In order to be able to do this, they get a thorough training, those delegates. Saturday we had such a training- a one day training though, whereas the real delegates get a training of a few weeks. We did a role play: in the basement of the ICRC headquarters they built a fake prison, where some of us were locked in. Staff played prison guards, and wardens. My class mates had to make sure that I would receive a fair treatment, in accordance with the Geneva Conventions. Not an easy task in a role play, let alone in a real armed conflict.

Before I went to Bosnia, I always thought that diplomats where the ones who were though, and made the difference in a war. In Bosnia I started to realize it were the people from NGO's and aid organizations who make a difference on a personal level, for real people and individuals. Relief is often the work of individuals, not of governments. The ICRC realizes that, and works with this in mind, to keep the memory of Solferino alive.

Monday, March 10, 2008

My life in Geneva is expensive. Very Expensive. VERY EXPENSIVE. And since I am a very poor student, I need to find money to survive. Unlike other people in my family I lack artistic talent, so I decided that I might write a book- you can do that while studying, it does not need particular qualities nor skills- just a good computer.

And man oh man, it works! On the 28th of March it comes out, my book!! 'Een oorlog die de mijne zou zijn' (a war to call my own). For those who don't believe it: see the picture. It is the back- and the front side of my book...

Sunday, March 02, 2008


'The law of War', is usually what I answer when people ask my what I am studying in Geneva. Most people think I am joking, but at the end of the day, that is what I do. The official name of the law of war is humanitarian law, but eventually it is just the law of war.

It is not the most common field of studies, but in the world of today, a very important niche of the law, I am afraid. More and more countries are engaged in armed conflicts, and societies, economies and cultures are affected and effected by it. Better understand the rules of it, than.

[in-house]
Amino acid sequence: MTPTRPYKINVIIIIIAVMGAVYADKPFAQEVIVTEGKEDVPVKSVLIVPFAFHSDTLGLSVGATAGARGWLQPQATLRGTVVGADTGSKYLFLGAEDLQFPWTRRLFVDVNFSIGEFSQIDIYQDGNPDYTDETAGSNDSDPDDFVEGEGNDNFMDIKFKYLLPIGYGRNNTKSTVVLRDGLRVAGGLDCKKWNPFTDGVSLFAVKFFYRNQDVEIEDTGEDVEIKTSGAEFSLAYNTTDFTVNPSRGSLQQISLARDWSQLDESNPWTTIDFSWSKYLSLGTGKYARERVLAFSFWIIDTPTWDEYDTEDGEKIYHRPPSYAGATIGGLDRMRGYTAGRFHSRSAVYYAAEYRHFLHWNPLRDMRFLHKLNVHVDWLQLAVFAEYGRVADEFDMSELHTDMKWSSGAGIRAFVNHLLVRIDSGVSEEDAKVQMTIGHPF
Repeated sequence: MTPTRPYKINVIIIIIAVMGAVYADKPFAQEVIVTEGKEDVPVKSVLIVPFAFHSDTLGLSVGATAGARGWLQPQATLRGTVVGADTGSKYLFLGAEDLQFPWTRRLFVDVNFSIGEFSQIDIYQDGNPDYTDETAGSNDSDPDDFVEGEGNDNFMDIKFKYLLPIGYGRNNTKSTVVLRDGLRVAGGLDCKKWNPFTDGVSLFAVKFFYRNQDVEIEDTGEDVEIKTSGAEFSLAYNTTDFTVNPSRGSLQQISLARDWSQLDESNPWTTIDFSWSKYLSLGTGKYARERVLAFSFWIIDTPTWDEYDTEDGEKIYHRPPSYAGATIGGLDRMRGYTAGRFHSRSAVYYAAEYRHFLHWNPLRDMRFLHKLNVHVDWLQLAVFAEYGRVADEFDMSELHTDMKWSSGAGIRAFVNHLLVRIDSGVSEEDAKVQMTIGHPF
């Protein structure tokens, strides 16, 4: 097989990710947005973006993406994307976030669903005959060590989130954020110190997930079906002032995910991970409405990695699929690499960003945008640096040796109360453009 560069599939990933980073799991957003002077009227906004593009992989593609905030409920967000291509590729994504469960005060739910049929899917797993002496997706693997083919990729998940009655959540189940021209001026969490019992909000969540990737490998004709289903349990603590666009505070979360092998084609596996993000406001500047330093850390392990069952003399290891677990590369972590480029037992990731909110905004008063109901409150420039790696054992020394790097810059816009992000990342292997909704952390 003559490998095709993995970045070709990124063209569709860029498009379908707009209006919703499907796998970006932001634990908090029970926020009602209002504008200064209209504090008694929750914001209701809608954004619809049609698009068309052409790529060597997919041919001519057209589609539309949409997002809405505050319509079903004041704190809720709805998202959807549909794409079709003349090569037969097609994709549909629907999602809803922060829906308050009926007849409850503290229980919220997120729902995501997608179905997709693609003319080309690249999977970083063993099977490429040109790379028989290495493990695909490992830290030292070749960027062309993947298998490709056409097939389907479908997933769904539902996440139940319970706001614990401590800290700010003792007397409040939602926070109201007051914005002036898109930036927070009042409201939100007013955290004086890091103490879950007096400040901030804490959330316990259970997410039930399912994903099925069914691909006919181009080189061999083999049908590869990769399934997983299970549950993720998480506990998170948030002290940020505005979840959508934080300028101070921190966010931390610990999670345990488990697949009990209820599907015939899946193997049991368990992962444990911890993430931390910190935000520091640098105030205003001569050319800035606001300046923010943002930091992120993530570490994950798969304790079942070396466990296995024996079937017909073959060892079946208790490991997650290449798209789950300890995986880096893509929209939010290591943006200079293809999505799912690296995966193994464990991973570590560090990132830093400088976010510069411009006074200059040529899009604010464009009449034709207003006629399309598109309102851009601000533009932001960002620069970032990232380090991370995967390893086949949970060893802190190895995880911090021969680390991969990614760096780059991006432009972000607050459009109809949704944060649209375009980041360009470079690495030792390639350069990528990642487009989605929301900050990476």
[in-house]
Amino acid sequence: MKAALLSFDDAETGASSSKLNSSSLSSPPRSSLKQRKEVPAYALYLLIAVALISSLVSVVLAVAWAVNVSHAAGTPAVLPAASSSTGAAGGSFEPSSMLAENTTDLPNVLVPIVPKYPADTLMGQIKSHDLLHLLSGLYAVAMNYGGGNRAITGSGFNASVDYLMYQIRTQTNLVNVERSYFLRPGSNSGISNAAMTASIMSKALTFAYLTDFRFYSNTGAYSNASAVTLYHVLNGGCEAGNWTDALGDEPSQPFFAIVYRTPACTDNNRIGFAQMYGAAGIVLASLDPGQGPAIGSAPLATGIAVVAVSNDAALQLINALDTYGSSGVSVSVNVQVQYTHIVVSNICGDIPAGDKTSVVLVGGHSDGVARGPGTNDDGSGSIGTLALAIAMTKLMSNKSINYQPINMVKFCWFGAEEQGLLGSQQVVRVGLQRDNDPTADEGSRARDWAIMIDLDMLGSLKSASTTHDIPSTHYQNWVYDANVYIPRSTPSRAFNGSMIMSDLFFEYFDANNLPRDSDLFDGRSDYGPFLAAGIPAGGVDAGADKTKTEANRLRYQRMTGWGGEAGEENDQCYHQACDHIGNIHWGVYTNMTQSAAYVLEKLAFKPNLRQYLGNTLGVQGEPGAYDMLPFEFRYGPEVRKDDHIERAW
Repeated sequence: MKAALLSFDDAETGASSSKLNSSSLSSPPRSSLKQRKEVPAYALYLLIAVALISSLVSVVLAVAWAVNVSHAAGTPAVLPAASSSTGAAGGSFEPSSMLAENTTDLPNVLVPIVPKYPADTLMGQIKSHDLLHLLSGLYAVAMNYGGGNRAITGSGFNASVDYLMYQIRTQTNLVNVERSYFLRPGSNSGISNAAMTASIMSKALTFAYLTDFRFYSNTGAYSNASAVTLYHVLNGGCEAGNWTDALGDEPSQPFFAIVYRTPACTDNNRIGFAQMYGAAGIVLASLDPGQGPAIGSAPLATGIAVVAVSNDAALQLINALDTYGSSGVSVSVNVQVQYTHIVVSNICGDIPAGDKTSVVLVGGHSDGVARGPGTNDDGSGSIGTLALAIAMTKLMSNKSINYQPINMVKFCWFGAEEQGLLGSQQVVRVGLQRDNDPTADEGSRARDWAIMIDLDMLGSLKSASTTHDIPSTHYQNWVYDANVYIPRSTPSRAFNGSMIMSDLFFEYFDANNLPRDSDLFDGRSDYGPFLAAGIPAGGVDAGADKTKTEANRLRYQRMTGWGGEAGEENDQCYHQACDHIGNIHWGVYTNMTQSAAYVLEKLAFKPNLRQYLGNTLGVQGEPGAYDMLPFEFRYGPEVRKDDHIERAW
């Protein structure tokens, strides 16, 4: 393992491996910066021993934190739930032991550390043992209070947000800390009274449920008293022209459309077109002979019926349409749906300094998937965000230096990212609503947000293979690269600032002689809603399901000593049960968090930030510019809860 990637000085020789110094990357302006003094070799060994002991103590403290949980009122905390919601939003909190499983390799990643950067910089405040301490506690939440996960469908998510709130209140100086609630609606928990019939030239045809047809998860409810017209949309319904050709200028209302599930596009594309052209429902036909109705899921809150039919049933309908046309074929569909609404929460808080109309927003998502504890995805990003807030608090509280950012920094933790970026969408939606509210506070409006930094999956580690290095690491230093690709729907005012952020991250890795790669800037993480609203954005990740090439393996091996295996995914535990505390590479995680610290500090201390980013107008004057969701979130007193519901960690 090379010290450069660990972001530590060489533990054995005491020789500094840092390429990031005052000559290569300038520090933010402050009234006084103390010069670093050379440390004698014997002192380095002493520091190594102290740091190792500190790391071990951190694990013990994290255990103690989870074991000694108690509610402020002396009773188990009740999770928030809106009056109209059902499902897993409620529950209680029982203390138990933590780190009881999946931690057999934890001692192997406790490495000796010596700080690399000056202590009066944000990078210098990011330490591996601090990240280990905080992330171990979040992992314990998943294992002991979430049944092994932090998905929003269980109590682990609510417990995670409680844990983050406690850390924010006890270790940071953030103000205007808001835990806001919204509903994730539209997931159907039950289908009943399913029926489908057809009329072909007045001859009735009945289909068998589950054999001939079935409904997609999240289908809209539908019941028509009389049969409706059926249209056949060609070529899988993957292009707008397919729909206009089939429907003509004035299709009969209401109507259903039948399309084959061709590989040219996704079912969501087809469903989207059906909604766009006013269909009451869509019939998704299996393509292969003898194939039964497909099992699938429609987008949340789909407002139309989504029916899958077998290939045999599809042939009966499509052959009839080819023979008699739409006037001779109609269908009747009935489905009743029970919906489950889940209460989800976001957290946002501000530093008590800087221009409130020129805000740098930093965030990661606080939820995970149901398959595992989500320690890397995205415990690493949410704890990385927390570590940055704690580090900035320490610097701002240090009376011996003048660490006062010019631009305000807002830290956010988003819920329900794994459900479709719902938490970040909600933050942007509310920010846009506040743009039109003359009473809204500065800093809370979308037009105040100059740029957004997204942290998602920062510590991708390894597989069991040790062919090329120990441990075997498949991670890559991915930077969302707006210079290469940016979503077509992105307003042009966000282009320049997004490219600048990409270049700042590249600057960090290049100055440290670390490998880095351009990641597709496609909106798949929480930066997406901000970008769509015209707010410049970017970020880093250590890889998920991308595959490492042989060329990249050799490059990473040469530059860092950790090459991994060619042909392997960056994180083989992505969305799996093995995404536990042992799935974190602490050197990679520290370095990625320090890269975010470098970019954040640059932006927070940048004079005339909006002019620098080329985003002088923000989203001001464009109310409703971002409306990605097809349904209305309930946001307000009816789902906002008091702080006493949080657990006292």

There are moments that you just reflect upon what you are doing. Today was one, and I was wondering whether I am not crazy for choosing this line of work, this field of study. Because it means I will be dealing for the rest of my life with the misery of the world, since world peace is still a utopia, and not too likely to happen in my lifetime. It is a combination of adventure and trying to do good form humanity that drew me to this field. But whether I want to be 'in the field' for the rest of my life, I am not too sure about. Maybe for a while, but always, and if so, with a solid base in Europe, a place to go back to and be able to work in as well.

It is funny: although I would like to work in a hot-spot again for a while, I am not as gung-ho anymore as I used to be. It is wise to build a career in normal life now in which I have the opportunity to go back to the field later, instead of building a career in the field now, without being able to back to normal life later. Maybe I am finally getting some sense of grownupness...

Still, this studies focuses on working in the field, and I am glad I chose it. I am very curious where my classmates and I will meet in 15 years, and whether all 'soldiers' are still standing...